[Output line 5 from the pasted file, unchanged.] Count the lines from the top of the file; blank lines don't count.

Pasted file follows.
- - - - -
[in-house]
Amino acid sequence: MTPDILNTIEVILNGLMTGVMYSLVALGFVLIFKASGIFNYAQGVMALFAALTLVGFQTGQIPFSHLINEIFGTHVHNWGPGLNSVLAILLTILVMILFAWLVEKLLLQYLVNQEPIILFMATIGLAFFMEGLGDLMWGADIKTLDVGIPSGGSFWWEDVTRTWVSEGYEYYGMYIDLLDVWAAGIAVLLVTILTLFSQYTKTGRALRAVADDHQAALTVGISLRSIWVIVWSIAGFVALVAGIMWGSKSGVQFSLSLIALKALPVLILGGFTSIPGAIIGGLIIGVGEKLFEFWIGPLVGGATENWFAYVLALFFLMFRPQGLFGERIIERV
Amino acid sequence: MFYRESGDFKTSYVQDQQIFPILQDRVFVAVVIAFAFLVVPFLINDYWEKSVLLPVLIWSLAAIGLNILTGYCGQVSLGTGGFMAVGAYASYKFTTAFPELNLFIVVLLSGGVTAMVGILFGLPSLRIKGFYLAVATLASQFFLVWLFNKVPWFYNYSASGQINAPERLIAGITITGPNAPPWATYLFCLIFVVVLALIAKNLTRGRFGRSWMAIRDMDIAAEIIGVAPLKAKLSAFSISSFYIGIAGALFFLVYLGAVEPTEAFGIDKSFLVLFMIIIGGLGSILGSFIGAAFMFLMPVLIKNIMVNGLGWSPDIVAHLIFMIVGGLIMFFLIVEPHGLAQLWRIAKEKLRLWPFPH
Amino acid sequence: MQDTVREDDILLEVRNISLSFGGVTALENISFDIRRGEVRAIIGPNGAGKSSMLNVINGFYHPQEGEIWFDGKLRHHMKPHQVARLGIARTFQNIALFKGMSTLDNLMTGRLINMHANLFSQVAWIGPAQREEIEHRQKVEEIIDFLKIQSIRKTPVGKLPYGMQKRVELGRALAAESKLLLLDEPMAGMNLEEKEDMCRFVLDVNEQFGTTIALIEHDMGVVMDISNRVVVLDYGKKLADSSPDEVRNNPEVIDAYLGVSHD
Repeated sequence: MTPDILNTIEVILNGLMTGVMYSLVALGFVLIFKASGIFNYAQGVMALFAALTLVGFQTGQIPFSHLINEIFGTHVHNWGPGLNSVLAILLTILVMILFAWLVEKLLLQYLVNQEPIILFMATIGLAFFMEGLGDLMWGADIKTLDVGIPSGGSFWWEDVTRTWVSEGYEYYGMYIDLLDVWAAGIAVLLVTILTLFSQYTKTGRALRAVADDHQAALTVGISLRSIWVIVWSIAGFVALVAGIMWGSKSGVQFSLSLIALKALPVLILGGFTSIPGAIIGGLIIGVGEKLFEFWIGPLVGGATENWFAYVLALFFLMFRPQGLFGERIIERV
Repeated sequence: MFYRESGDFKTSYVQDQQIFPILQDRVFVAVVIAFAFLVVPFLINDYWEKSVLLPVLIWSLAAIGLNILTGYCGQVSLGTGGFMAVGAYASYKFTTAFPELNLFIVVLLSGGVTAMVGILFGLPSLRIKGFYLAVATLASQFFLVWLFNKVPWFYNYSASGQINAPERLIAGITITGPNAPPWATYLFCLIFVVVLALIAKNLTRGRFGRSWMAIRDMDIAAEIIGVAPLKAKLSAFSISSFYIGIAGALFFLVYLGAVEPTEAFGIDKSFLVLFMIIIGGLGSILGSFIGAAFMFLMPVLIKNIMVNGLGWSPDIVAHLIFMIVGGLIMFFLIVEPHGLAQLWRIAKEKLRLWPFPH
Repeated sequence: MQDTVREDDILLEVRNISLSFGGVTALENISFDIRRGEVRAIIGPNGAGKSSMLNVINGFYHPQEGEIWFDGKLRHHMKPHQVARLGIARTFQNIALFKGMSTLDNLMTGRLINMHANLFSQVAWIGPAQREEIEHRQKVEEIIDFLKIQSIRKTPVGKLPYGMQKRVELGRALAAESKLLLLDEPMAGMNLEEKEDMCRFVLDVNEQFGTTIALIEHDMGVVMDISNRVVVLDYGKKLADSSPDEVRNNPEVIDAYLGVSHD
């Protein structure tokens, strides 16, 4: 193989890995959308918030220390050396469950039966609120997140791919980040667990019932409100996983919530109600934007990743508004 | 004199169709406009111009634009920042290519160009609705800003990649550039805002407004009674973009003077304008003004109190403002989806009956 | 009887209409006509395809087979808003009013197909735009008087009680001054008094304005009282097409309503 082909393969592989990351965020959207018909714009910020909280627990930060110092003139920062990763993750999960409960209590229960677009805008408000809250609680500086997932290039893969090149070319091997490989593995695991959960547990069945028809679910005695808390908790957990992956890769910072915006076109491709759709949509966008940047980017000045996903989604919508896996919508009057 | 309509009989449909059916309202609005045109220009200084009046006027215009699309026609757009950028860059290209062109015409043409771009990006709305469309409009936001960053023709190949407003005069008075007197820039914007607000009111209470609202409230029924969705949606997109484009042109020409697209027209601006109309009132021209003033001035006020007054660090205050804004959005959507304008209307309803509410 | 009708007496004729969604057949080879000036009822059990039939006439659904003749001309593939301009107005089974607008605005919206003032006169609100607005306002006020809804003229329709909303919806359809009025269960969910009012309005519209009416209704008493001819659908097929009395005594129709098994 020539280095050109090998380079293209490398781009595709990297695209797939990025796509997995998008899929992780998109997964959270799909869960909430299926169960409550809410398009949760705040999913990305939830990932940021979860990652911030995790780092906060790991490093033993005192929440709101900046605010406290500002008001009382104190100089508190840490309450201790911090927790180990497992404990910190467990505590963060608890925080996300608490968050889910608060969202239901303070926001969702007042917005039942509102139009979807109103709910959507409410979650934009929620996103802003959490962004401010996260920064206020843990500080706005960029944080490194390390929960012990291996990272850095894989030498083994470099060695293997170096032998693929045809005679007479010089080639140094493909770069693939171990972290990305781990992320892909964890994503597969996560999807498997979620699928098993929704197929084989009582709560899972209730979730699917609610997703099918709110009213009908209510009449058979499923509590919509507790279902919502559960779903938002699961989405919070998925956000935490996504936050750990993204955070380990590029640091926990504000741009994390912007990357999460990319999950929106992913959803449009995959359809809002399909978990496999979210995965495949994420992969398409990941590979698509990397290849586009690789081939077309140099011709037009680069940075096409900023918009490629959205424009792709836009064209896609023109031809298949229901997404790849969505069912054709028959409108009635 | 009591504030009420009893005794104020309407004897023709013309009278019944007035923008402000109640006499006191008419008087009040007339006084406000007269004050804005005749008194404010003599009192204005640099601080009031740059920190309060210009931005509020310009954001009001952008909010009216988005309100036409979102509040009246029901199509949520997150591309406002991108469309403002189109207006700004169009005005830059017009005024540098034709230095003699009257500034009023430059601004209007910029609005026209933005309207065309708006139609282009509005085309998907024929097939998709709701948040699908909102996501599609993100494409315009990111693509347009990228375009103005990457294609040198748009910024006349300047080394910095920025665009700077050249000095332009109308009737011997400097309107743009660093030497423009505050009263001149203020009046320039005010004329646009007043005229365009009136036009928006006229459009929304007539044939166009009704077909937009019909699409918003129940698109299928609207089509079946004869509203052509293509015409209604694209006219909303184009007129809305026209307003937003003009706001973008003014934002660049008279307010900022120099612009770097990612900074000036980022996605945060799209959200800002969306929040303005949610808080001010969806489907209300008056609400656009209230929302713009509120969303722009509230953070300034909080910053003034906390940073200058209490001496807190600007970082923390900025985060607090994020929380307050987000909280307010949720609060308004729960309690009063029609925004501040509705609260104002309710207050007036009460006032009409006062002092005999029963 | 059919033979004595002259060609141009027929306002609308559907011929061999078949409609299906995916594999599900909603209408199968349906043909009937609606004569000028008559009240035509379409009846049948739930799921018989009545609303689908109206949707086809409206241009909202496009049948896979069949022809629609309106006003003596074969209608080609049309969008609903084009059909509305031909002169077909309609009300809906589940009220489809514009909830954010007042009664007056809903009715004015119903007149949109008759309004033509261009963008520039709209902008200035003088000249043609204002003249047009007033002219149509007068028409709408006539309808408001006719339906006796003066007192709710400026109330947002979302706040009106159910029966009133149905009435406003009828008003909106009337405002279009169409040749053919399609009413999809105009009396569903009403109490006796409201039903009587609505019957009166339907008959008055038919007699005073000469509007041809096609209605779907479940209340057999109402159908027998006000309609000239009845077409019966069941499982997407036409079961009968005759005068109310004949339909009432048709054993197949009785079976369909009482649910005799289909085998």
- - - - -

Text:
Repeated sequence: MTPDILNTIEVILNGLMTGVMYSLVALGFVLIFKASGIFNYAQGVMALFAALTLVGFQTGQIPFSHLINEIFGTHVHNWGPGLNSVLAILLTILVMILFAWLVEKLLLQYLVNQEPIILFMATIGLAFFMEGLGDLMWGADIKTLDVGIPSGGSFWWEDVTRTWVSEGYEYYGMYIDLLDVWAAGIAVLLVTILTLFSQYTKTGRALRAVADDHQAALTVGISLRSIWVIVWSIAGFVALVAGIMWGSKSGVQFSLSLIALKALPVLILGGFTSIPGAIIGGLIIGVGEKLFEFWIGPLVGGATENWFAYVLALFFLMFRPQGLFGERIIERV